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CEIC-07-13

"Analyzing PJM's Economic Demand Response Program"
Rahul Walawalkar, Seth Blumsack, Jay Apt, and Stephen Fernands

Abstract:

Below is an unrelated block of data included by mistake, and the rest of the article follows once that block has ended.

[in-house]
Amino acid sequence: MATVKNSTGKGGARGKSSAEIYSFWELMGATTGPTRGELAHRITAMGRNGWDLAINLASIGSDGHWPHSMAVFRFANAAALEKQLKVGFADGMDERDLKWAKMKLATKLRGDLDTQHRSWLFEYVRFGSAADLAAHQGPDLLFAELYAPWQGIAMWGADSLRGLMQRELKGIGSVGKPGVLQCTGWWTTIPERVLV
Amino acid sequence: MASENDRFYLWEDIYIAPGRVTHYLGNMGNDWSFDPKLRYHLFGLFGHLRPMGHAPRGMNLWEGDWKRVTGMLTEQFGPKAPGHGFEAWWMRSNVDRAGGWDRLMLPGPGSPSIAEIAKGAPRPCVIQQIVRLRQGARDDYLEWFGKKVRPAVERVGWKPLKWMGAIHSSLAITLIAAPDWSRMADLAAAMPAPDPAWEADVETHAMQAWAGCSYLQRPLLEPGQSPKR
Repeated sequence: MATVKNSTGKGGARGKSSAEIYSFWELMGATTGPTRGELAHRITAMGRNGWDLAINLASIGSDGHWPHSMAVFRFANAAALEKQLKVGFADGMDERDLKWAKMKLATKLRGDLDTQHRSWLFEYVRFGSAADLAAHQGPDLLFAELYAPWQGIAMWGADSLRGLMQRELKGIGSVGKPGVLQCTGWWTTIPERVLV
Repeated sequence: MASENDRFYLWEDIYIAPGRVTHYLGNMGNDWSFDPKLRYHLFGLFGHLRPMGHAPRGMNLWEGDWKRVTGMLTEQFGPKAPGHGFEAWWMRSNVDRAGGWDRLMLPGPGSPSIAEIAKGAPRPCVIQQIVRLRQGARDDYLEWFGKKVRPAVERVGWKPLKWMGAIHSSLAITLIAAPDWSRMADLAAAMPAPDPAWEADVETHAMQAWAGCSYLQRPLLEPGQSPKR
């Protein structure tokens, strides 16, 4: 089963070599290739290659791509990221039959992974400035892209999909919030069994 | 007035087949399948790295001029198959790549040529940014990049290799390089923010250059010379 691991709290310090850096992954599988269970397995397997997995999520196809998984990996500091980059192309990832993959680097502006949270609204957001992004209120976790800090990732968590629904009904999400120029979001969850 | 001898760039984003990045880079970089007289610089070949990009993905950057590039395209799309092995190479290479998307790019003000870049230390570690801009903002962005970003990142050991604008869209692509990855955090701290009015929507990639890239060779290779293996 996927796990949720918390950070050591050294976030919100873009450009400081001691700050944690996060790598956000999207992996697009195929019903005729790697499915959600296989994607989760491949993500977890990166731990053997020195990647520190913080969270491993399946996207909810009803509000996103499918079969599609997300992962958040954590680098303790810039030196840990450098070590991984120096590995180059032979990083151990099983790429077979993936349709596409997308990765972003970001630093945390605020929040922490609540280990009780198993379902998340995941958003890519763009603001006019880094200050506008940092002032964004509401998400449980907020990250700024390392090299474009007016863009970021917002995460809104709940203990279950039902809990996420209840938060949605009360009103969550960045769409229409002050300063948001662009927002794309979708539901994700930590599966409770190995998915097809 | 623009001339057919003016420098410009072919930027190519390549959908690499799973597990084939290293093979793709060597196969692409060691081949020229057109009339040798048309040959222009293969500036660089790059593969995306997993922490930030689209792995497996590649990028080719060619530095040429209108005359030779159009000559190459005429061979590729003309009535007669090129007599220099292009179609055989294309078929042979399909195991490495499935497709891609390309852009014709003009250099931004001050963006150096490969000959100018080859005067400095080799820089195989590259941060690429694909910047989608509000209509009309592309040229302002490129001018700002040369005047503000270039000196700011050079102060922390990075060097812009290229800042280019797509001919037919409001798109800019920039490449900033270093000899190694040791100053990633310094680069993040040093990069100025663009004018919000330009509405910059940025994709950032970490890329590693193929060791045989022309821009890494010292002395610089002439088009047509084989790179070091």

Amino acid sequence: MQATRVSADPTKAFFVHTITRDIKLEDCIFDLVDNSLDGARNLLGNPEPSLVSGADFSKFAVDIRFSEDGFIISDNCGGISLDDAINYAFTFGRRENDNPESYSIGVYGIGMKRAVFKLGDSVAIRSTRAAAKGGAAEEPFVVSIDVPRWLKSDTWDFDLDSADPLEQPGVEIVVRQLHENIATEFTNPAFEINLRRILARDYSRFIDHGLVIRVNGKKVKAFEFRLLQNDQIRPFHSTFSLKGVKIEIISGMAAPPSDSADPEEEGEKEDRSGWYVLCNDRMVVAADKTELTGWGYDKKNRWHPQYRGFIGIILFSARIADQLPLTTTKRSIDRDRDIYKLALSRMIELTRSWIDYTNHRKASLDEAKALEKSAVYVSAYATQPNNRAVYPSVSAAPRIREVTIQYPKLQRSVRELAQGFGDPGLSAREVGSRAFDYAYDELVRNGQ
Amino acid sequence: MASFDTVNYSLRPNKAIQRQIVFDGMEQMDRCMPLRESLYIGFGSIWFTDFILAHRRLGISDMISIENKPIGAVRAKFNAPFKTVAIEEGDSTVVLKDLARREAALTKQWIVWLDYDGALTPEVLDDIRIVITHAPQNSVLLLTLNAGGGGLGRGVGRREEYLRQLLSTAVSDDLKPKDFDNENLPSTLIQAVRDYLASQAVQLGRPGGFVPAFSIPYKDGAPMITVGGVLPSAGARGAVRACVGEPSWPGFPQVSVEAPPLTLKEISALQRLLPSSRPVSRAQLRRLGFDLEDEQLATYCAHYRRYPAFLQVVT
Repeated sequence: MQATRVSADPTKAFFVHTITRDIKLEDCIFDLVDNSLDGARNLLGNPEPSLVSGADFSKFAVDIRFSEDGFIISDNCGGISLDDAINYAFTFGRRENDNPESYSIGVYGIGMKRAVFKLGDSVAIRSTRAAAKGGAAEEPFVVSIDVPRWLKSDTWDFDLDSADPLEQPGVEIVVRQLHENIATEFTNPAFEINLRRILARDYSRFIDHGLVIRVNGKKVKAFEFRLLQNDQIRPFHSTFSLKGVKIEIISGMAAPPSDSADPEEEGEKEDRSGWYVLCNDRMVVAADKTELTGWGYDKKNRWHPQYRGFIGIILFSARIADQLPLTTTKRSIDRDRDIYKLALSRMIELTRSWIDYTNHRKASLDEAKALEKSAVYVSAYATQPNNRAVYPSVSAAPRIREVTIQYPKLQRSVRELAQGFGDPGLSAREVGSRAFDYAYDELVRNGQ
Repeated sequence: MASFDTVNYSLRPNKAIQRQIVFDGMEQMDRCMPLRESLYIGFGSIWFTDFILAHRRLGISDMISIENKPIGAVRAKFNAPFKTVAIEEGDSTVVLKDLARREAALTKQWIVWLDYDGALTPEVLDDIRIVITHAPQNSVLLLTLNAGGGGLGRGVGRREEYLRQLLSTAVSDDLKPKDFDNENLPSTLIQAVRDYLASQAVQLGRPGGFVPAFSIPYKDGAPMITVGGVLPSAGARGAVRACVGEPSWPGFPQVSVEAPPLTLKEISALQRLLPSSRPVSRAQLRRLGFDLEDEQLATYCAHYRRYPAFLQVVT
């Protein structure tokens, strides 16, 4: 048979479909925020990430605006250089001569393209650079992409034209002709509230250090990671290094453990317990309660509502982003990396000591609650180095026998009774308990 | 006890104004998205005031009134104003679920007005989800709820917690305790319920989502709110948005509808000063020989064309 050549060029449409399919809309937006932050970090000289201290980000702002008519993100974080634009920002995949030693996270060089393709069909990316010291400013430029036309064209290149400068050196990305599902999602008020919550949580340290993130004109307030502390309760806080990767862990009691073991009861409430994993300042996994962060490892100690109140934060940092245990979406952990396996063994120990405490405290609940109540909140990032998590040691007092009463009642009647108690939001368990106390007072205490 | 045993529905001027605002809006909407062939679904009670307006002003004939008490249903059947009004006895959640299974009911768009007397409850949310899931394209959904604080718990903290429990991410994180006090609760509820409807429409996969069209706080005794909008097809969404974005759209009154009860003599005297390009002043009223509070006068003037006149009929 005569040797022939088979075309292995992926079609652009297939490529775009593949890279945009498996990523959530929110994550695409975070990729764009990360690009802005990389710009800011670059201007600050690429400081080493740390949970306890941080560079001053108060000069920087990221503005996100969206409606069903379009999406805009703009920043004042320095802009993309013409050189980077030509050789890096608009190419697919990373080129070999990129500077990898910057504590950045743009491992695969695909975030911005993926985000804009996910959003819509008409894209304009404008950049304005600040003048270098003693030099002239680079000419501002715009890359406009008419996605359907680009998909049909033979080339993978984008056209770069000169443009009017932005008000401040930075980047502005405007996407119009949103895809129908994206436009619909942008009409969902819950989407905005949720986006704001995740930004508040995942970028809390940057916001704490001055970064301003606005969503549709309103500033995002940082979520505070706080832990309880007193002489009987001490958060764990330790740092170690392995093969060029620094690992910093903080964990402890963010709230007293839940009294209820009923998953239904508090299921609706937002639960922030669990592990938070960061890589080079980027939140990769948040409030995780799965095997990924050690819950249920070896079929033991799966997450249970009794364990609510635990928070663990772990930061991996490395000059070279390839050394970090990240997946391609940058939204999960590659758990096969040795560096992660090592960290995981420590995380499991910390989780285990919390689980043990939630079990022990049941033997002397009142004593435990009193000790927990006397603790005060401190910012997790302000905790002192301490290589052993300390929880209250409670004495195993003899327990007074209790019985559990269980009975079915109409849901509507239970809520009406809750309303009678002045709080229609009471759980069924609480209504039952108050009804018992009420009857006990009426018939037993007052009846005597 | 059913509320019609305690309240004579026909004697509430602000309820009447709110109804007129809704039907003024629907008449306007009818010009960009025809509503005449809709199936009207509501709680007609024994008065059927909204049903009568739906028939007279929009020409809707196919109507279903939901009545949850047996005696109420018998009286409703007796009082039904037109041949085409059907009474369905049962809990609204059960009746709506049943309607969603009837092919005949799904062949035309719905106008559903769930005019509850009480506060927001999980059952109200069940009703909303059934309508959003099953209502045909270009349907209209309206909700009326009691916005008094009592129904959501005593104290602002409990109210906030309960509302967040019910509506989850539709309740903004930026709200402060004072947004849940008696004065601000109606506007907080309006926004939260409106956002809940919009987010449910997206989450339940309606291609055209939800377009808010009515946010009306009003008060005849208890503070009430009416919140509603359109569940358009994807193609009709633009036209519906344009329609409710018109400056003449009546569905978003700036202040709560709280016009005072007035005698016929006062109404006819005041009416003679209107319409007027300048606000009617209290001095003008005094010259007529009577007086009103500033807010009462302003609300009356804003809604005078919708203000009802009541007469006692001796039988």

We analyze the economic welfare properties of the economic demand response program in the PJM electricity market. The program provides a number of subsidies and side payments to customers who agree to reduce load in a given hour. The program features a price level or "trigger point," currently set at $75/MWh, at or beyond which incentive payments for load reduction are made available. No incentives are available when market prices are below the trigger point. Particularly during peak hours, the program does save money for the system, but the subsidies involved introduce distortions into the market. We simulate demand-side bidding into the PJM market during 2006, and compare the social welfare gains with the subsidies paid to price-responsive load. We find that the largest economic effect comes from large wealth transfers from generators to non price-responsive loads. Based on the current incentive payment structure, we estimate that the social welfare gains exceed the distortions introduced by the subsidies. Lowering the "trigger point" increases the transfer from generators to loads, but may result in the subsidy outweighing the social welfare gains due to load curtailment.

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